This Common Drug Is Being Used for Childbirth—and It’ll Have You Laughing through Labor

If you're having a baby, we've got great news about a brand new way of getting you through those painful contractions. And it doesn't involve a spinal tap or needles, but it is going to make you laugh.

birthKieferPix/shutterstockGiving birth is the challenge of a lifetime, which is why it’s best to go in fully informed—check out these 14 truths no one tells you about giving birth. Another thing every expectant mom should know is that there’s a new pain reliever on the menu, and it’s both safe and laughably effective. We mean that in a good way.

Your new option is laughing gas, which as of October 30 of this year, officially became a pain management option for laboring moms at Houston’s Memorial Hermann The Woodlands Medical Center. Laughing gas—officially, nitrous oxide—is a colorless and tasteless gas made for inhalation for the provision of pain relief, explains Gregory Eads M.D., chairman of Obstetrics and Gynecology at Memorial Hermann The Woodlands. “Although it’s frequently used in dental offices to help with pain, the concentration we’re administering to laboring mothers is much milder, comprised of a mix of 50 percent nitrous gas and 50 percent oxygen,” he says.

“You can see from the instructional video that we created,” adds Dr. Eads, “that the patient self-administers the gas” via a mask. Because of the low concentration, there is no concern for overdosing, and the patient can breathe it in continuously, or she can time her inhalations to her contractions.

The advantage of using laughing gas is decreased pain and decreased anxiety, according to Dr. Eads, who also believes that the more options a woman has for taking control of her pain, the more empowered she feels. Additionally, laughing gas also empowers the woman to have control over how much pain relief to use because she is the one self-administering it. In terms of safety, studies and clinical practice have shown that it’s safe for both mother and baby because the gas gets expelled from the body through the lungs within a breath or two of the mask being removed. Nor does laughing gas adversely impact the progress of labor or disrupt the release of oxytocin, which means it does not affect infant alertness during the early bonding period between a mother and her newborn. And there’s no negative impact on the mother’s ability to breastfeed. In addition, the use of the gas doesn’t require additional fetal monitoring, and it’s safe for a patient to choose an epidural after nitrous oxide use. “There isn’t really a time limit,” Dr. Eads explains, “although obviously, no labor should continue indefinitely.”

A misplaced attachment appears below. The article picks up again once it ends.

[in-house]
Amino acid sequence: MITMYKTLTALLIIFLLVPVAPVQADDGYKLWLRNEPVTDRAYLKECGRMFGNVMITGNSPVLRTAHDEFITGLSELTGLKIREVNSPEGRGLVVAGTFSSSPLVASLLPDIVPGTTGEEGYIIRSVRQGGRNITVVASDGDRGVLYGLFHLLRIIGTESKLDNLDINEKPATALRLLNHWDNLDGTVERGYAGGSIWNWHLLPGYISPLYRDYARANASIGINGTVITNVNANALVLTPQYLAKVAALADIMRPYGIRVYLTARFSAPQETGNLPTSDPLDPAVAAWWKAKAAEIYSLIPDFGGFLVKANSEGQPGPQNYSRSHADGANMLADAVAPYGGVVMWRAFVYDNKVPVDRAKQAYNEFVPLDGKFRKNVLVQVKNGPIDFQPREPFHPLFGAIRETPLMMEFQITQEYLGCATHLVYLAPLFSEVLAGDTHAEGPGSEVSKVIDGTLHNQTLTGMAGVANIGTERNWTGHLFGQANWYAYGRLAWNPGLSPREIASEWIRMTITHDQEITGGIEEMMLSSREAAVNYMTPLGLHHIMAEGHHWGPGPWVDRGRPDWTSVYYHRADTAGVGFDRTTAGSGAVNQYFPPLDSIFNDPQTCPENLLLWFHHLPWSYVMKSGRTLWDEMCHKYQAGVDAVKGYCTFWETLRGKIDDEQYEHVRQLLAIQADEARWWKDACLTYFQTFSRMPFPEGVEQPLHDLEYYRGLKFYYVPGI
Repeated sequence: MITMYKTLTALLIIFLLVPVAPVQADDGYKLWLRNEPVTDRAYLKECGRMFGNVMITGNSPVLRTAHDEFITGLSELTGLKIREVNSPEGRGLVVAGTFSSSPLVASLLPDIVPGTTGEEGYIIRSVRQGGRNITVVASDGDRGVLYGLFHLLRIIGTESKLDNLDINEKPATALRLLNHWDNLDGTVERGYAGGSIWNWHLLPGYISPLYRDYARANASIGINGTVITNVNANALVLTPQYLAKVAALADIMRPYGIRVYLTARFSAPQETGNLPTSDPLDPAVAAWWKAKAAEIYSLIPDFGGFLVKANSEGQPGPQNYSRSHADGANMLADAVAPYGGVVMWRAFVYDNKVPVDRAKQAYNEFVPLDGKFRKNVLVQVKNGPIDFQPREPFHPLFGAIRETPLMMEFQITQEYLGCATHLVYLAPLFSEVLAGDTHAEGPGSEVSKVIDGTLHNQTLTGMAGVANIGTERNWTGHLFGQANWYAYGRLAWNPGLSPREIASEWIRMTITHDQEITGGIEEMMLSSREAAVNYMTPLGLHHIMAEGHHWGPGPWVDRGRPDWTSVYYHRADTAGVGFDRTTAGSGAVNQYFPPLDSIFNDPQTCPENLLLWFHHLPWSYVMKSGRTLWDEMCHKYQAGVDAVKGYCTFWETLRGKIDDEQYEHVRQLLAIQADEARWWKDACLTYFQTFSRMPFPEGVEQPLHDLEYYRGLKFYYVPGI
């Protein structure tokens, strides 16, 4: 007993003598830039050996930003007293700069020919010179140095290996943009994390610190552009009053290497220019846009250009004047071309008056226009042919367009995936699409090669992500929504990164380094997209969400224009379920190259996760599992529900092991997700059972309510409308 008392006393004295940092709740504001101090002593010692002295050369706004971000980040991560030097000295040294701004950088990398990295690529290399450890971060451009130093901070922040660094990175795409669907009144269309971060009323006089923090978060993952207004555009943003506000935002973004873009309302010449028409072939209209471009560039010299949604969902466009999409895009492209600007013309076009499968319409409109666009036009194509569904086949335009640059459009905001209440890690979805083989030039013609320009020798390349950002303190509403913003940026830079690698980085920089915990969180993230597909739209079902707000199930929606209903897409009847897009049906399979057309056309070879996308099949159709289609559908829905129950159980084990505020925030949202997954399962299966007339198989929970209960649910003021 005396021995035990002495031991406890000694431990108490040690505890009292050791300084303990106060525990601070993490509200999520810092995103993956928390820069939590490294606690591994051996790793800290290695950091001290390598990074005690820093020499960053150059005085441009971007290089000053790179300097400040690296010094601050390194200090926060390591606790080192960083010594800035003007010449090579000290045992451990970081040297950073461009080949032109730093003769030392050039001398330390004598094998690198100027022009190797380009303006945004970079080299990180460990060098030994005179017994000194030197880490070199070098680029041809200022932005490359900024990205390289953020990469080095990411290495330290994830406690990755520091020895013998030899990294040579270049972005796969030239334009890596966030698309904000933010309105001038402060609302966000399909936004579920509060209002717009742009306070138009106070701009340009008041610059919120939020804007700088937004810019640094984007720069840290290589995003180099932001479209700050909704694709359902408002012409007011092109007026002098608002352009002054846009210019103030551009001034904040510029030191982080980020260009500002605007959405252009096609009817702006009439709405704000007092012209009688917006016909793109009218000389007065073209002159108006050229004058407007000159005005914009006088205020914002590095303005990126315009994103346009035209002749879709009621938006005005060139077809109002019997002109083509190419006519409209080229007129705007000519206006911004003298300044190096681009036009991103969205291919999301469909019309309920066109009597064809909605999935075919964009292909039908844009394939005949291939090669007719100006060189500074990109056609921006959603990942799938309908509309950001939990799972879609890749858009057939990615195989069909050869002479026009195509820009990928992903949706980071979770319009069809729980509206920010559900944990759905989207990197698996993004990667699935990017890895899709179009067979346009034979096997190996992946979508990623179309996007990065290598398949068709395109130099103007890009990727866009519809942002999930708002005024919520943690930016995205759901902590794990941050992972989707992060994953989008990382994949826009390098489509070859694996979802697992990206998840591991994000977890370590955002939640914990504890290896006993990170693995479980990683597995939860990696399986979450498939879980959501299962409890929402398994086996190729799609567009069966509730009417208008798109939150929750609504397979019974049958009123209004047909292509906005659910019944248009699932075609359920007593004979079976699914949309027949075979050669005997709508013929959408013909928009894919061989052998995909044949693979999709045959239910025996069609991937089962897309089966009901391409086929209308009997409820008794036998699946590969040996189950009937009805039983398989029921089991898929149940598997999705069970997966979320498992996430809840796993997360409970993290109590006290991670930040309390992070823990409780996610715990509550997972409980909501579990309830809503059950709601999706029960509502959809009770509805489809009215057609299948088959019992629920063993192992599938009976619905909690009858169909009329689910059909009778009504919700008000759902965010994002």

Any woman with normal lung function is eligible for laughing gas, and it can be used during the postpartum period for pain relief as well. However, Dr. Eads encourages patients to consult with their own healthcare providers regarding maternal use of laughing gas. He also believes that laughing gas may be a good option in the case of other uncomfortable medical procedures, including biopsies and turning breech babies.

Studies have shown that laughing gas may also have a place in C-section births. Which, by the way, is another thing to brush up on before the contractions start: Be aware of these C-section myths and also the signs you might be heading toward a C-section.

 

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